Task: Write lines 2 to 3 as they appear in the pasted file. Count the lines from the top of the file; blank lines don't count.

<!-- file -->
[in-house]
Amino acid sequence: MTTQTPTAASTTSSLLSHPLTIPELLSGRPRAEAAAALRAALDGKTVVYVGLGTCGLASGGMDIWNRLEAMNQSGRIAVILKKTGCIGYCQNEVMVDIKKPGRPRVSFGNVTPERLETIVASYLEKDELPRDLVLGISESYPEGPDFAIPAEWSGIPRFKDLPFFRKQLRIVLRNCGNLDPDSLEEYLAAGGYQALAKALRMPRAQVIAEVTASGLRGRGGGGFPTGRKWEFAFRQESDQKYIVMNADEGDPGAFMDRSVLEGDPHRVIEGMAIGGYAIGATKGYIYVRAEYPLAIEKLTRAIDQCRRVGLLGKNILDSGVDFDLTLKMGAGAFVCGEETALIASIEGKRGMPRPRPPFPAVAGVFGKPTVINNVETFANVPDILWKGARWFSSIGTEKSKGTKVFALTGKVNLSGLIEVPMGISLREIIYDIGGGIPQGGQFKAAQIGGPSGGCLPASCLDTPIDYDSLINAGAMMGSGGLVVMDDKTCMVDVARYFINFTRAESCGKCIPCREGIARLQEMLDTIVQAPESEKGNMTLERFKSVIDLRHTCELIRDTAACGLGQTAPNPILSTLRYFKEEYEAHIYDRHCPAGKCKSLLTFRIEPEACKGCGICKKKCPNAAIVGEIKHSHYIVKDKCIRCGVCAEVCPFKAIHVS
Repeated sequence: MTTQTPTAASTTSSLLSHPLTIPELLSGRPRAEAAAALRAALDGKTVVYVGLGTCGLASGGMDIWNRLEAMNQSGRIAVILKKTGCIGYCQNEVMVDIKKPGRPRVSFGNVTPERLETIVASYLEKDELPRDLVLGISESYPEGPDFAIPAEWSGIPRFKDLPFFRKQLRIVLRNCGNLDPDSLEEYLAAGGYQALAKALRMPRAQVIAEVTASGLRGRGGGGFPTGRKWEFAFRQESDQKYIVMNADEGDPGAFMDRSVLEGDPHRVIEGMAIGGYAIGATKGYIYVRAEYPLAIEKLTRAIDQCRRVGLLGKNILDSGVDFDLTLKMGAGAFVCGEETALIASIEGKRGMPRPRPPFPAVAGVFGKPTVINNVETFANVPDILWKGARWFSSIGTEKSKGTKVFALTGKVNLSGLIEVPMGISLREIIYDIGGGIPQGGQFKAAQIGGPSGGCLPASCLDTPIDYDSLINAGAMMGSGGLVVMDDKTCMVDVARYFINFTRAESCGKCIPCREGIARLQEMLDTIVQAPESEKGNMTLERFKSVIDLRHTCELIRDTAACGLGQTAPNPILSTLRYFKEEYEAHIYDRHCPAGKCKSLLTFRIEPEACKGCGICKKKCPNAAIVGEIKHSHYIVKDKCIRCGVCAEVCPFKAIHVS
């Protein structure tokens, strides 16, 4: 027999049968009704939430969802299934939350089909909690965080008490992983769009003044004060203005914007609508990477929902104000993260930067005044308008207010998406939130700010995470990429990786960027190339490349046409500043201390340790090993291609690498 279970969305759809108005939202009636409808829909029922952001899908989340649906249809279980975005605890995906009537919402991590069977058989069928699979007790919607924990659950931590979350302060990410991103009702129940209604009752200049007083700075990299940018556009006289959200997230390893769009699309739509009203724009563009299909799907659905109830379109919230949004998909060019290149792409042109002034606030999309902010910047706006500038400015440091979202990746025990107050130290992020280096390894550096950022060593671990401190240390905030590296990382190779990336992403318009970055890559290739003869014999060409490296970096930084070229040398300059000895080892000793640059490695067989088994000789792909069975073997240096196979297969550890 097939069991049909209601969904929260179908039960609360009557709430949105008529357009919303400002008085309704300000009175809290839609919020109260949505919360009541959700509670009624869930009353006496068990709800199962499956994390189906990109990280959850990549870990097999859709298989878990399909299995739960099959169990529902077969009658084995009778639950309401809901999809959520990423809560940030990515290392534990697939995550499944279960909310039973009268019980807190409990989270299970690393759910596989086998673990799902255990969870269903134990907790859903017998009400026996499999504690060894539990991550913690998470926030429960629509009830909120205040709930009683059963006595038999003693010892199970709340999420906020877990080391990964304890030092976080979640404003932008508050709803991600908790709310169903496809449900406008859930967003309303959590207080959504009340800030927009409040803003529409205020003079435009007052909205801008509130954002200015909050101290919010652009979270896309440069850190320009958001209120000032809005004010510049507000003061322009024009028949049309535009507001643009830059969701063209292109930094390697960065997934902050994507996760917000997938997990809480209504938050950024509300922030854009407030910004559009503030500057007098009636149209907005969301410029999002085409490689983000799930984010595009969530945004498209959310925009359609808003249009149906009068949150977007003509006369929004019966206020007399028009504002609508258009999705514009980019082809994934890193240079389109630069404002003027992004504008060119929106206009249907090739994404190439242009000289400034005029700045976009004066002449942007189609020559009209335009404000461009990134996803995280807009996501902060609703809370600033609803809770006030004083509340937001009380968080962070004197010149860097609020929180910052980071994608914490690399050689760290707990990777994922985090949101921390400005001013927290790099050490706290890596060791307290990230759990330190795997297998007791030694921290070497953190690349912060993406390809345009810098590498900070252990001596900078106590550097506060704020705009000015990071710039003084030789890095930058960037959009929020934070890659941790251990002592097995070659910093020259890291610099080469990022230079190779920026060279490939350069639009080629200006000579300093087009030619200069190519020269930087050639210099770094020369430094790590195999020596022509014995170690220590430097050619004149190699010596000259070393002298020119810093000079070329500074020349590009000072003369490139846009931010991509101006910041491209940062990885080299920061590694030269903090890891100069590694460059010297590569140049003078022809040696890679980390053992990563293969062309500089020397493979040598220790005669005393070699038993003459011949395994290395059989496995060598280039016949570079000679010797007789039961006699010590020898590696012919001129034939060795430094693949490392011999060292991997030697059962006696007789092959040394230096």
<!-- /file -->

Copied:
Amino acid sequence: MTTQTPTAASTTSSLLSHPLTIPELLSGRPRAEAAAALRAALDGKTVVYVGLGTCGLASGGMDIWNRLEAMNQSGRIAVILKKTGCIGYCQNEVMVDIKKPGRPRVSFGNVTPERLETIVASYLEKDELPRDLVLGISESYPEGPDFAIPAEWSGIPRFKDLPFFRKQLRIVLRNCGNLDPDSLEEYLAAGGYQALAKALRMPRAQVIAEVTASGLRGRGGGGFPTGRKWEFAFRQESDQKYIVMNADEGDPGAFMDRSVLEGDPHRVIEGMAIGGYAIGATKGYIYVRAEYPLAIEKLTRAIDQCRRVGLLGKNILDSGVDFDLTLKMGAGAFVCGEETALIASIEGKRGMPRPRPPFPAVAGVFGKPTVINNVETFANVPDILWKGARWFSSIGTEKSKGTKVFALTGKVNLSGLIEVPMGISLREIIYDIGGGIPQGGQFKAAQIGGPSGGCLPASCLDTPIDYDSLINAGAMMGSGGLVVMDDKTCMVDVARYFINFTRAESCGKCIPCREGIARLQEMLDTIVQAPESEKGNMTLERFKSVIDLRHTCELIRDTAACGLGQTAPNPILSTLRYFKEEYEAHIYDRHCPAGKCKSLLTFRIEPEACKGCGICKKKCPNAAIVGEIKHSHYIVKDKCIRCGVCAEVCPFKAIHVS
Repeated sequence: MTTQTPTAASTTSSLLSHPLTIPELLSGRPRAEAAAALRAALDGKTVVYVGLGTCGLASGGMDIWNRLEAMNQSGRIAVILKKTGCIGYCQNEVMVDIKKPGRPRVSFGNVTPERLETIVASYLEKDELPRDLVLGISESYPEGPDFAIPAEWSGIPRFKDLPFFRKQLRIVLRNCGNLDPDSLEEYLAAGGYQALAKALRMPRAQVIAEVTASGLRGRGGGGFPTGRKWEFAFRQESDQKYIVMNADEGDPGAFMDRSVLEGDPHRVIEGMAIGGYAIGATKGYIYVRAEYPLAIEKLTRAIDQCRRVGLLGKNILDSGVDFDLTLKMGAGAFVCGEETALIASIEGKRGMPRPRPPFPAVAGVFGKPTVINNVETFANVPDILWKGARWFSSIGTEKSKGTKVFALTGKVNLSGLIEVPMGISLREIIYDIGGGIPQGGQFKAAQIGGPSGGCLPASCLDTPIDYDSLINAGAMMGSGGLVVMDDKTCMVDVARYFINFTRAESCGKCIPCREGIARLQEMLDTIVQAPESEKGNMTLERFKSVIDLRHTCELIRDTAACGLGQTAPNPILSTLRYFKEEYEAHIYDRHCPAGKCKSLLTFRIEPEACKGCGICKKKCPNAAIVGEIKHSHYIVKDKCIRCGVCAEVCPFKAIHVS